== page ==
I think of my mother now Who tells me she's never been in love "Oh, I knew it existed In other countries -- wrapped in gold foil Like fancy chocolates in a boutique shop When I was 16, I read about it In a contraband French novel, Balzac's Nana, with a flashlight under covers My face burned hot and cold all night I thought it was the best stuff in the world How your whole body could be set in flames But in those sorrowful days When my family was trod underfoot How could you afford such costly feelings? To trust in anyone who did not share your blood Was a sure sign of insanity Our love was like that of burrowing animals Fretful and full of anxious care Wanting to eat and afraid of being eaten This was my love for your father I loved his broad shoulders, his hard hands Tempered by rage, that could shield me From the cruel winds, though I knew Those same hands would also turn against me This, too, is the love we bore for you Silent, fretful and afraid to say its name." Now in a country where it bubbles everywhere Fizzy sweet like sodapop This, too, is the love I bear Silent, shy and laden with the stubborn longing Of many who never knew tenderness A sprig of wildflowers plucked Bright and innocent from the soil Fed with how many ancient tears *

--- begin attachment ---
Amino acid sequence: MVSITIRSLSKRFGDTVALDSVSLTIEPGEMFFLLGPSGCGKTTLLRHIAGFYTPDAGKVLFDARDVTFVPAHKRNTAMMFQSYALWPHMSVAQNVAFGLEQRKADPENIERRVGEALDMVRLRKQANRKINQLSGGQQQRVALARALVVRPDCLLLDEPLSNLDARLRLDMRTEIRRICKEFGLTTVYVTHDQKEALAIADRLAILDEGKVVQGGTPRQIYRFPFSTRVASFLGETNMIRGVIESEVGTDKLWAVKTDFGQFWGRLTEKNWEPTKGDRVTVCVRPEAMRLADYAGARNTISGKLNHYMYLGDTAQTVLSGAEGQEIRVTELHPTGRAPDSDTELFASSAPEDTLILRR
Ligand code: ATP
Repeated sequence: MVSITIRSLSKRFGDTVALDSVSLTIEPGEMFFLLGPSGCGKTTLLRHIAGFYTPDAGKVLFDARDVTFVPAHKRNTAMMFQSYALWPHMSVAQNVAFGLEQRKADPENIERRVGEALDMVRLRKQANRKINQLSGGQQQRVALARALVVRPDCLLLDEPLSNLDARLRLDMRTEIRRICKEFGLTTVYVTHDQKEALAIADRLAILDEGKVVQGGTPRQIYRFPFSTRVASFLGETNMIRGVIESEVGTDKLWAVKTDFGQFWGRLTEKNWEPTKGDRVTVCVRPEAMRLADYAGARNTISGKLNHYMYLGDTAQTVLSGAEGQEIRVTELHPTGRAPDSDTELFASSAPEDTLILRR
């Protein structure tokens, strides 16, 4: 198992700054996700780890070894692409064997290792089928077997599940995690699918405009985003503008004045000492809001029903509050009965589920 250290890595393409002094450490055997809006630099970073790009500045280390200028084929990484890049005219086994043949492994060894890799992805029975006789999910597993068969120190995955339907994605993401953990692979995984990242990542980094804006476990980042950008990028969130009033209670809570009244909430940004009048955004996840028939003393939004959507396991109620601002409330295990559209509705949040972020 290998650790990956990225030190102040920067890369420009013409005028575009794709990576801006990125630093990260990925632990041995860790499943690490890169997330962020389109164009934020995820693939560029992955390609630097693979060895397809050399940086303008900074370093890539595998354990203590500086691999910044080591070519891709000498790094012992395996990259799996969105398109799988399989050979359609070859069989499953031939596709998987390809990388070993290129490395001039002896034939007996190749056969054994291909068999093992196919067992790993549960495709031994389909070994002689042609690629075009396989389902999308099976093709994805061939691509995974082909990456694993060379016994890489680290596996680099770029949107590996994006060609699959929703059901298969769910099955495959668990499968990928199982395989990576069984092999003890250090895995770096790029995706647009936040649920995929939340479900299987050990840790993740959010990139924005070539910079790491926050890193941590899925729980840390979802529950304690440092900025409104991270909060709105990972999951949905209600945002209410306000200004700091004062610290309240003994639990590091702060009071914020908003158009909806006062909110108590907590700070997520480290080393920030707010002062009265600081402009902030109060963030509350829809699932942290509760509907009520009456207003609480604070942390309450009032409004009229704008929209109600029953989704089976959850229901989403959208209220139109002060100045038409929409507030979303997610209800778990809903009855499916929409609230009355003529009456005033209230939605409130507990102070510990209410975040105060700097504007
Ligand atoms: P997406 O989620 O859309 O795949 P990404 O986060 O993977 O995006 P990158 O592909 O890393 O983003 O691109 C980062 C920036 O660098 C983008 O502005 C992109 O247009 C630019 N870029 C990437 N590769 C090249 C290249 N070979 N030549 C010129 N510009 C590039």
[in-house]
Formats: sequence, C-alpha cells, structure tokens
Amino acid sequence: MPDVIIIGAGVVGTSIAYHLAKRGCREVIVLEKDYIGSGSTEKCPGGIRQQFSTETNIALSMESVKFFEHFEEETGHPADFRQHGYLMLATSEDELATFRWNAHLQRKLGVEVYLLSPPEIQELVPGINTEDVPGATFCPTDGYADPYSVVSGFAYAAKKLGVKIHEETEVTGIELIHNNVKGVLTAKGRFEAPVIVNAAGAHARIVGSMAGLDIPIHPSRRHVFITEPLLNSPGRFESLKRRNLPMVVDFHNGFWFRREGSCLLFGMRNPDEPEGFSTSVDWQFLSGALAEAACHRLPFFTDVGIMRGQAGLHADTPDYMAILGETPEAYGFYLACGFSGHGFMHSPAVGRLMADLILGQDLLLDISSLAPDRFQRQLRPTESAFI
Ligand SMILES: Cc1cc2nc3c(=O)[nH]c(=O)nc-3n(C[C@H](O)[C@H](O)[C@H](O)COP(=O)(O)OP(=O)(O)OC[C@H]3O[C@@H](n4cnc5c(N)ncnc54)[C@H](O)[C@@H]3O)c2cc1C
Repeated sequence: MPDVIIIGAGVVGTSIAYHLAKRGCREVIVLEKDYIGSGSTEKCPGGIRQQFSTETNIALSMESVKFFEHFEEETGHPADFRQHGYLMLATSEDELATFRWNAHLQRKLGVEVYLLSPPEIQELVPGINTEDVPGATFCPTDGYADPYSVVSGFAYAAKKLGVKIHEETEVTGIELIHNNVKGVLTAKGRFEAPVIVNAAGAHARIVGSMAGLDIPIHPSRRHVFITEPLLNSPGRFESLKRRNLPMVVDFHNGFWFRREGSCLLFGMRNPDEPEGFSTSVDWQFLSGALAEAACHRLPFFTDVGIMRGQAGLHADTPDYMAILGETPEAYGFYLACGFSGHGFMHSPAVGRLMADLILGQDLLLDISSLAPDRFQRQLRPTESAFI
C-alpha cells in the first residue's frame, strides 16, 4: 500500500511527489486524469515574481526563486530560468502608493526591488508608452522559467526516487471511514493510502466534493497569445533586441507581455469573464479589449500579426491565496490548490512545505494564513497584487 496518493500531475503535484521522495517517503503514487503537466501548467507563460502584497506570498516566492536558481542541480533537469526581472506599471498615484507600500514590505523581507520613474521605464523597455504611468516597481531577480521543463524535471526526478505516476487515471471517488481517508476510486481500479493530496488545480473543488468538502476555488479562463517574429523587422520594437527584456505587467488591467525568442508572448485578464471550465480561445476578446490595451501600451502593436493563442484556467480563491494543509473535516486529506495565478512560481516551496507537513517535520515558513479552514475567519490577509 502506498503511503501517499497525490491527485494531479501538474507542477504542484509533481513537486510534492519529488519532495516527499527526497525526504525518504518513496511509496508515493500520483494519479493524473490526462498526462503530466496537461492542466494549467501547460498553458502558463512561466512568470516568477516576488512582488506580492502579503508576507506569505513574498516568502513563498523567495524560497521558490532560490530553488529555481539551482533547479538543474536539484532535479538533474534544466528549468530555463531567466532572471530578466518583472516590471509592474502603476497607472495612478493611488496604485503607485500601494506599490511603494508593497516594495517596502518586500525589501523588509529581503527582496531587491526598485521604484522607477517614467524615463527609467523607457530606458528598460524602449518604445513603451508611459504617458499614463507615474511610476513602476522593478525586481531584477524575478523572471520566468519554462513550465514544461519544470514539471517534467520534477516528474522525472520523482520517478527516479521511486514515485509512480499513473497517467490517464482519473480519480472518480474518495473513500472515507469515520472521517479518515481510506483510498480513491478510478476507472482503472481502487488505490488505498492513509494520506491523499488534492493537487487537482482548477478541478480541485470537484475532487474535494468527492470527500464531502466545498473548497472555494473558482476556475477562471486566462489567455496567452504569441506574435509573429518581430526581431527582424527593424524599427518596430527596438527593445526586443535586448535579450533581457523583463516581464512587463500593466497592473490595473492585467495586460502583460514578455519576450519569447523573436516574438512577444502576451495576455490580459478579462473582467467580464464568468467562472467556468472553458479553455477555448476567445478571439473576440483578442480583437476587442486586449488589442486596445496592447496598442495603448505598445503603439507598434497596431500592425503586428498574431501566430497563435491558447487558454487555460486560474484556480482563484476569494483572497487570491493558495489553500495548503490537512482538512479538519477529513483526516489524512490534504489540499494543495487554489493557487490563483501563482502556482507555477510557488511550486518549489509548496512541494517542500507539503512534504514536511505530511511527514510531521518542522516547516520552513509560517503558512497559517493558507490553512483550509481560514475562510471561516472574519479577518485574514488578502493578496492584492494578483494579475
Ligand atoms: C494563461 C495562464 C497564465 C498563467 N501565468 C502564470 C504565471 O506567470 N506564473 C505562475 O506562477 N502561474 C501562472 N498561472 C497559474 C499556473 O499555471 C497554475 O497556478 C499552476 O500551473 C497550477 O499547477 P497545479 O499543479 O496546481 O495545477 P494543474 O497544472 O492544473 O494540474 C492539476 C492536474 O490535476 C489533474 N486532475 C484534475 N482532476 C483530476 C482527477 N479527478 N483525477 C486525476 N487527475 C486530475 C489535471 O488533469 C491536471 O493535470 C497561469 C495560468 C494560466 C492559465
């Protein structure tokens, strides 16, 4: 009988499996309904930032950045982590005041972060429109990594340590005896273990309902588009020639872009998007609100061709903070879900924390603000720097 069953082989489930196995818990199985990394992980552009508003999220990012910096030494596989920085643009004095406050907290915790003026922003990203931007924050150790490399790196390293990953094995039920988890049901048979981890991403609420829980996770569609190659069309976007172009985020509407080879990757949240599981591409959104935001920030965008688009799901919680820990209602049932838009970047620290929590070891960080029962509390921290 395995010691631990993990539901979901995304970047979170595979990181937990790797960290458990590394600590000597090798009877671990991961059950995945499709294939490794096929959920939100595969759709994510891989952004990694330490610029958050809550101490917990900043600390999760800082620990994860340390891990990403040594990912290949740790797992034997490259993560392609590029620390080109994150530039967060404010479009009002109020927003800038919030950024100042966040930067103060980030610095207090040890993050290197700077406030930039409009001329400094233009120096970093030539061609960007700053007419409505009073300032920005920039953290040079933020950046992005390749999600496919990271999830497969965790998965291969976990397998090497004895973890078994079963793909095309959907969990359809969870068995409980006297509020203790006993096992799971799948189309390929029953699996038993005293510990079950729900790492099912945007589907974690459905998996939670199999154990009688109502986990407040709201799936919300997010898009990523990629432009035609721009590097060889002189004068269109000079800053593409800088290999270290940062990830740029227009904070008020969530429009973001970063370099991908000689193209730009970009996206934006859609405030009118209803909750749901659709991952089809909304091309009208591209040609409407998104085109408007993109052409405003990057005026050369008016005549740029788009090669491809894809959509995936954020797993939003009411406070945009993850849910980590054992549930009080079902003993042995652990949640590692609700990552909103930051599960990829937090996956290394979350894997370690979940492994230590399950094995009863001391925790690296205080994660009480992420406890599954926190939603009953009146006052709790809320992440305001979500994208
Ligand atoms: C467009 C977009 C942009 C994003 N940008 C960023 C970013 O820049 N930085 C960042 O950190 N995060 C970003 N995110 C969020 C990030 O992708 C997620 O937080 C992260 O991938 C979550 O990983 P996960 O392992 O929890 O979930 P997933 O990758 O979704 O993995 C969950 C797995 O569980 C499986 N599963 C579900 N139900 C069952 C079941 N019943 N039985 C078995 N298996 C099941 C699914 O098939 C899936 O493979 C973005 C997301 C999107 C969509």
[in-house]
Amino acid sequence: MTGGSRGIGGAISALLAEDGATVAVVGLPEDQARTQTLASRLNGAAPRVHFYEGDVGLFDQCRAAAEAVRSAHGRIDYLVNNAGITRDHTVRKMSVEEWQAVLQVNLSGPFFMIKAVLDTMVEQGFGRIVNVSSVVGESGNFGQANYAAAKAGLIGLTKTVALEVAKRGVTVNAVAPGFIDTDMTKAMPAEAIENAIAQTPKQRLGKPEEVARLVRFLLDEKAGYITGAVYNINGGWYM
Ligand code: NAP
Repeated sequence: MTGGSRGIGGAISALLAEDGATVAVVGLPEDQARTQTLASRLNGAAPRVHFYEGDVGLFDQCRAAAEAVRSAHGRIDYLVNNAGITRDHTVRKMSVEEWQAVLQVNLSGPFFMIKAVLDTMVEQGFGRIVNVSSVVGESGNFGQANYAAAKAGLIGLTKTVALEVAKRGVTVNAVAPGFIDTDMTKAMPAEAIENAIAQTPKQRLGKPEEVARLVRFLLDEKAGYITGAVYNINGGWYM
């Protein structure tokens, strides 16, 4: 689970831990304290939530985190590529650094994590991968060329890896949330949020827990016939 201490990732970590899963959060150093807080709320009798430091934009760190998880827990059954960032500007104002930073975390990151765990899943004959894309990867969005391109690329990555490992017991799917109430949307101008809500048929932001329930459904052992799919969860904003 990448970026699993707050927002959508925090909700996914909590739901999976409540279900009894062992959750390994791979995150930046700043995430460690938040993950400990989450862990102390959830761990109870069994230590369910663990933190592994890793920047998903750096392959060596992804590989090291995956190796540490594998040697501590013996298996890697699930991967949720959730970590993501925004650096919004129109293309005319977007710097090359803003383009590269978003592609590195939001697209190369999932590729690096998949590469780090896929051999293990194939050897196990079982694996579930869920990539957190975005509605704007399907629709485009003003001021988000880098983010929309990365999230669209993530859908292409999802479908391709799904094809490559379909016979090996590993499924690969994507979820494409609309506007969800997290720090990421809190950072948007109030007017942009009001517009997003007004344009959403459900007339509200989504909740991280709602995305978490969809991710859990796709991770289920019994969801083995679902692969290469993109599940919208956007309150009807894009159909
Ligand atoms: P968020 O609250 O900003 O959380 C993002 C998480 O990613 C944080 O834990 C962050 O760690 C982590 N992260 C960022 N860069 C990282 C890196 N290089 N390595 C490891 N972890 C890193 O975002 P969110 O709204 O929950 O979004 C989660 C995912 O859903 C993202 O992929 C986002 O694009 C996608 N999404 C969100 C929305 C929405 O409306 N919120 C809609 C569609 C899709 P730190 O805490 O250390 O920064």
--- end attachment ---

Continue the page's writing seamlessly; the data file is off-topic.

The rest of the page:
Mike Zhai was born in Shanghai and grew up on the West Coast of the United States. He lives in Ann Arbor, Michigan and is the founder and facilitator of One Pause Poetry Salon.
Read more Mike Zhai poems published in Orange Quarterly: